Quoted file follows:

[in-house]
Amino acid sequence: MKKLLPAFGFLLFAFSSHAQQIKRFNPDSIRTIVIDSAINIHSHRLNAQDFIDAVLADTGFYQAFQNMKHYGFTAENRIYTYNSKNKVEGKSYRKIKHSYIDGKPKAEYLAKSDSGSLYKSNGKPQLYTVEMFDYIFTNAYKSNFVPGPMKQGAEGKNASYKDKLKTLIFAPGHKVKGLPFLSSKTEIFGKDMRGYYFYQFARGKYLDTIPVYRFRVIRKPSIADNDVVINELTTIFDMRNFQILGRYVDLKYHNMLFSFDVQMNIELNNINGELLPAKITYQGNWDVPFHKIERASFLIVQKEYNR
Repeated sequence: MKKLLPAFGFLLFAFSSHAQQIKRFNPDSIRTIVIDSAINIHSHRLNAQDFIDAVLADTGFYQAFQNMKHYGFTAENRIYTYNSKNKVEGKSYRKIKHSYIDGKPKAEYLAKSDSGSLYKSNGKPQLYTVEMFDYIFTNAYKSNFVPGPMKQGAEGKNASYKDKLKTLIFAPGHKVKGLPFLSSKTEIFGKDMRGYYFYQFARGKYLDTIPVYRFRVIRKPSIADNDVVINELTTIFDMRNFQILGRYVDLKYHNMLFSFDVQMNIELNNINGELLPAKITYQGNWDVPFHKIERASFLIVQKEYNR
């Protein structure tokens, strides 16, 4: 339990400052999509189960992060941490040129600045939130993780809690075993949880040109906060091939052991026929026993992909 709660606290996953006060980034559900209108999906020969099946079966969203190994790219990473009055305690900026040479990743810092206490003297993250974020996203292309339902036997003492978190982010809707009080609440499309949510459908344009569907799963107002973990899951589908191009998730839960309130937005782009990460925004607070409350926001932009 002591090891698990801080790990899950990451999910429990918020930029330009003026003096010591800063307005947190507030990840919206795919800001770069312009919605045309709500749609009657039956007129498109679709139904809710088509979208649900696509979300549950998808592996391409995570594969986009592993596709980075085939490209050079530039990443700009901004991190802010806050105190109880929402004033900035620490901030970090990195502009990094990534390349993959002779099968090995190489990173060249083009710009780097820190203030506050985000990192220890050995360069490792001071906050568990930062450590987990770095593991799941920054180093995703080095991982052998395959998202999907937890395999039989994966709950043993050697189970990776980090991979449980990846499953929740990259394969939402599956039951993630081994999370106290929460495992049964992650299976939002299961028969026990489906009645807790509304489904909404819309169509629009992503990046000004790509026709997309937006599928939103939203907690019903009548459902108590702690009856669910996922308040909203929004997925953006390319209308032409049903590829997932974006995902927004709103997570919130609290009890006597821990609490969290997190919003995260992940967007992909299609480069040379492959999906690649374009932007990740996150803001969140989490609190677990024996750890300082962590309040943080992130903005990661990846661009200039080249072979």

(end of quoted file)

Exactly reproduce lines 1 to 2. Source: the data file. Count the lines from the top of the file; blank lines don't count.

[in-house]
Amino acid sequence: MKKLLPAFGFLLFAFSSHAQQIKRFNPDSIRTIVIDSAINIHSHRLNAQDFIDAVLADTGFYQAFQNMKHYGFTAENRIYTYNSKNKVEGKSYRKIKHSYIDGKPKAEYLAKSDSGSLYKSNGKPQLYTVEMFDYIFTNAYKSNFVPGPMKQGAEGKNASYKDKLKTLIFAPGHKVKGLPFLSSKTEIFGKDMRGYYFYQFARGKYLDTIPVYRFRVIRKPSIADNDVVINELTTIFDMRNFQILGRYVDLKYHNMLFSFDVQMNIELNNINGELLPAKITYQGNWDVPFHKIERASFLIVQKEYNR